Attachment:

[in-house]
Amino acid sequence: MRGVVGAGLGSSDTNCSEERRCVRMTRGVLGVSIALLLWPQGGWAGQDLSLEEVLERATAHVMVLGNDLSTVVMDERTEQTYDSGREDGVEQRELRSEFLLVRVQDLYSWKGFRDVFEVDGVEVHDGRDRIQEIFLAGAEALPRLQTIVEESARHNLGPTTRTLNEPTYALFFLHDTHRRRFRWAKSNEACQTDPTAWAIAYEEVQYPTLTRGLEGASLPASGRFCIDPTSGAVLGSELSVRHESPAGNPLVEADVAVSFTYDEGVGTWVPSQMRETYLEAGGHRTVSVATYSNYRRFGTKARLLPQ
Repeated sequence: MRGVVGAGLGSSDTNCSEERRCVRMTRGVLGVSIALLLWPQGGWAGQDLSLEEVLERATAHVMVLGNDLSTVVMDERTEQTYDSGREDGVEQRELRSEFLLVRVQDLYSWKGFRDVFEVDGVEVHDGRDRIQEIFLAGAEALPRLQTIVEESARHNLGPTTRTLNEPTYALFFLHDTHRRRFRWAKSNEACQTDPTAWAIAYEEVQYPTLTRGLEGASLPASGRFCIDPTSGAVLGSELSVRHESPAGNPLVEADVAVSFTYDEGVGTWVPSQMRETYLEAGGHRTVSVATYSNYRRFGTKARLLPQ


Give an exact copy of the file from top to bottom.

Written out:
[in-house]
Amino acid sequence: MRGVVGAGLGSSDTNCSEERRCVRMTRGVLGVSIALLLWPQGGWAGQDLSLEEVLERATAHVMVLGNDLSTVVMDERTEQTYDSGREDGVEQRELRSEFLLVRVQDLYSWKGFRDVFEVDGVEVHDGRDRIQEIFLAGAEALPRLQTIVEESARHNLGPTTRTLNEPTYALFFLHDTHRRRFRWAKSNEACQTDPTAWAIAYEEVQYPTLTRGLEGASLPASGRFCIDPTSGAVLGSELSVRHESPAGNPLVEADVAVSFTYDEGVGTWVPSQMRETYLEAGGHRTVSVATYSNYRRFGTKARLLPQ
Repeated sequence: MRGVVGAGLGSSDTNCSEERRCVRMTRGVLGVSIALLLWPQGGWAGQDLSLEEVLERATAHVMVLGNDLSTVVMDERTEQTYDSGREDGVEQRELRSEFLLVRVQDLYSWKGFRDVFEVDGVEVHDGRDRIQEIFLAGAEALPRLQTIVEESARHNLGPTTRTLNEPTYALFFLHDTHRRRFRWAKSNEACQTDPTAWAIAYEEVQYPTLTRGLEGASLPASGRFCIDPTSGAVLGSELSVRHESPAGNPLVEADVAVSFTYDEGVGTWVPSQMRETYLEAGGHRTVSVATYSNYRRFGTKARLLPQ